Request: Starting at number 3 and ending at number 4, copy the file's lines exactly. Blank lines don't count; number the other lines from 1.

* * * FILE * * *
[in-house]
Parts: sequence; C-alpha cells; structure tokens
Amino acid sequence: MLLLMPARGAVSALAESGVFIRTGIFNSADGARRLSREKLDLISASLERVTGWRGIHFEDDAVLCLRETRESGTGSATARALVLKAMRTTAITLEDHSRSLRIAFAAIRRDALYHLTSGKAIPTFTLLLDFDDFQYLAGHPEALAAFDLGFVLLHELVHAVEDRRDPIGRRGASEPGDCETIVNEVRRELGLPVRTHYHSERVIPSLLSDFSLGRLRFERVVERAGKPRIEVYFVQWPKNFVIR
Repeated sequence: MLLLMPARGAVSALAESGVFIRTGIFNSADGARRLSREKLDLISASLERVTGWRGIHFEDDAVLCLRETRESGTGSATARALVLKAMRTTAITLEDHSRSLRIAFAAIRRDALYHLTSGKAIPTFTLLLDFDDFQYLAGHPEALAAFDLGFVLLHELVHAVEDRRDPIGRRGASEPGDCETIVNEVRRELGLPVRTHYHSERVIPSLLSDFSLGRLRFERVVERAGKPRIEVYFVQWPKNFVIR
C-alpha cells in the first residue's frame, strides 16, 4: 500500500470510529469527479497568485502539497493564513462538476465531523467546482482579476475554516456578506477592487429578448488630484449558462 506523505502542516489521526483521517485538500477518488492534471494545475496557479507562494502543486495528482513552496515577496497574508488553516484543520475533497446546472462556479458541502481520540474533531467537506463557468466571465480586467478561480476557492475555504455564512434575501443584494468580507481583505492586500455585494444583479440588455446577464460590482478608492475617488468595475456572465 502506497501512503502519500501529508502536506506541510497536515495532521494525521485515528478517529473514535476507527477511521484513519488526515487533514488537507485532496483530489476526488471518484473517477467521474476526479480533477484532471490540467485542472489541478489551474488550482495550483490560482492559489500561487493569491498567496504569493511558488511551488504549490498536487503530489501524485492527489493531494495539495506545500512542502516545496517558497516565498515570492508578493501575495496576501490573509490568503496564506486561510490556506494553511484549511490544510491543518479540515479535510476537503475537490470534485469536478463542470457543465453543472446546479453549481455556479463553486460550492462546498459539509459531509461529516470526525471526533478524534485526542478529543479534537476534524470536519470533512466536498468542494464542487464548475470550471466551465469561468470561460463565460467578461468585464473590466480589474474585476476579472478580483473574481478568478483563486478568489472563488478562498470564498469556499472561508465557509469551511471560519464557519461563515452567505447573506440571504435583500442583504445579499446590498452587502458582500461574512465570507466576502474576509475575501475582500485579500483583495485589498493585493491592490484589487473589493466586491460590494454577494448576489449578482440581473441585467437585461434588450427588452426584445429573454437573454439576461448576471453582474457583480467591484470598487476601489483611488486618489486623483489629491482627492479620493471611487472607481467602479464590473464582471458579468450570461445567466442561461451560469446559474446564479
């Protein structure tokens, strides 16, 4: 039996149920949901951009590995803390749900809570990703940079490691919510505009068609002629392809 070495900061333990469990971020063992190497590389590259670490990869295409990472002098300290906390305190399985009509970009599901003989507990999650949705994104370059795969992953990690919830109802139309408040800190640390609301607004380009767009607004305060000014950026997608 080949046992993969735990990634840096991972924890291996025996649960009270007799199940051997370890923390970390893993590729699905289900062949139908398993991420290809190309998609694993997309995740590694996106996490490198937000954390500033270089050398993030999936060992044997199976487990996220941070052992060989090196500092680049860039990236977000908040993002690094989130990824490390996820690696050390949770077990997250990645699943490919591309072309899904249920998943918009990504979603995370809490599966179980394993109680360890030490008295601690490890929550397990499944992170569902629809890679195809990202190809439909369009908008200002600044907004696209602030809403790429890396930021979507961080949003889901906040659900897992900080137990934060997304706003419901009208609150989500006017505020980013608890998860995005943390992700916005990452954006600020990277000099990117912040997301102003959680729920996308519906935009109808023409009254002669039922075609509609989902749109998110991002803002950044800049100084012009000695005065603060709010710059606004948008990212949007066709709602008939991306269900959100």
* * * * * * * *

Amino acid sequence: MLLLMPARGAVSALAESGVFIRTGIFNSADGARRLSREKLDLISASLERVTGWRGIHFEDDAVLCLRETRESGTGSATARALVLKAMRTTAITLEDHSRSLRIAFAAIRRDALYHLTSGKAIPTFTLLLDFDDFQYLAGHPEALAAFDLGFVLLHELVHAVEDRRDPIGRRGASEPGDCETIVNEVRRELGLPVRTHYHSERVIPSLLSDFSLGRLRFERVVERAGKPRIEVYFVQWPKNFVIR
Repeated sequence: MLLLMPARGAVSALAESGVFIRTGIFNSADGARRLSREKLDLISASLERVTGWRGIHFEDDAVLCLRETRESGTGSATARALVLKAMRTTAITLEDHSRSLRIAFAAIRRDALYHLTSGKAIPTFTLLLDFDDFQYLAGHPEALAAFDLGFVLLHELVHAVEDRRDPIGRRGASEPGDCETIVNEVRRELGLPVRTHYHSERVIPSLLSDFSLGRLRFERVVERAGKPRIEVYFVQWPKNFVIR